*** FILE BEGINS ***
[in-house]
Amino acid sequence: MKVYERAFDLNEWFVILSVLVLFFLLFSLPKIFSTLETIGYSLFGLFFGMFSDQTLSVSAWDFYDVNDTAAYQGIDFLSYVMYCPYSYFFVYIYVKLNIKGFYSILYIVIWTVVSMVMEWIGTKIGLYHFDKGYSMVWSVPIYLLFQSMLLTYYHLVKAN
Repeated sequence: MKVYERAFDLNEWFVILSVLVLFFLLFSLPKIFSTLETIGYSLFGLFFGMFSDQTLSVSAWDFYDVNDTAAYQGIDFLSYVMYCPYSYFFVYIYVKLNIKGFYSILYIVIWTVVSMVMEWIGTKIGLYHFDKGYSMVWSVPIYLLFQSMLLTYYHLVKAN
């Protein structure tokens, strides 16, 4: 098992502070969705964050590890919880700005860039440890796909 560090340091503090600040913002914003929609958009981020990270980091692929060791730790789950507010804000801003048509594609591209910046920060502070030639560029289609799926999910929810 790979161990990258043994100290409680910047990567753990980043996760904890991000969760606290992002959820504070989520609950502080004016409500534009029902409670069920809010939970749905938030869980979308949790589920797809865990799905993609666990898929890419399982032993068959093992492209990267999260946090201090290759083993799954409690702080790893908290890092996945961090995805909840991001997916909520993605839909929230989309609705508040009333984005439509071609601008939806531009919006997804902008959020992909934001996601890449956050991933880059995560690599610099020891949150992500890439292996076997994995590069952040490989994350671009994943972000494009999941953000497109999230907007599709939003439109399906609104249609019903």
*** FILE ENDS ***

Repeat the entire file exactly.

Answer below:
[in-house]
Amino acid sequence: MKVYERAFDLNEWFVILSVLVLFFLLFSLPKIFSTLETIGYSLFGLFFGMFSDQTLSVSAWDFYDVNDTAAYQGIDFLSYVMYCPYSYFFVYIYVKLNIKGFYSILYIVIWTVVSMVMEWIGTKIGLYHFDKGYSMVWSVPIYLLFQSMLLTYYHLVKAN
Repeated sequence: MKVYERAFDLNEWFVILSVLVLFFLLFSLPKIFSTLETIGYSLFGLFFGMFSDQTLSVSAWDFYDVNDTAAYQGIDFLSYVMYCPYSYFFVYIYVKLNIKGFYSILYIVIWTVVSMVMEWIGTKIGLYHFDKGYSMVWSVPIYLLFQSMLLTYYHLVKAN
């Protein structure tokens, strides 16, 4: 098992502070969705964050590890919880700005860039440890796909 560090340091503090600040913002914003929609958009981020990270980091692929060791730790789950507010804000801003048509594609591209910046920060502070030639560029289609799926999910929810 790979161990990258043994100290409680910047990567753990980043996760904890991000969760606290992002959820504070989520609950502080004016409500534009029902409670069920809010939970749905938030869980979308949790589920797809865990799905993609666990898929890419399982032993068959093992492209990267999260946090201090290759083993799954409690702080790893908290890092996945961090995805909840991001997916909520993605839909929230989309609705508040009333984005439509071609601008939806531009919006997804902008959020992909934001996601890449956050991933880059995560690599610099020891949150992500890439292996076997994995590069952040490989994350671009994943972000494009999941953000497109999230907007599709939003439109399906609104249609019903």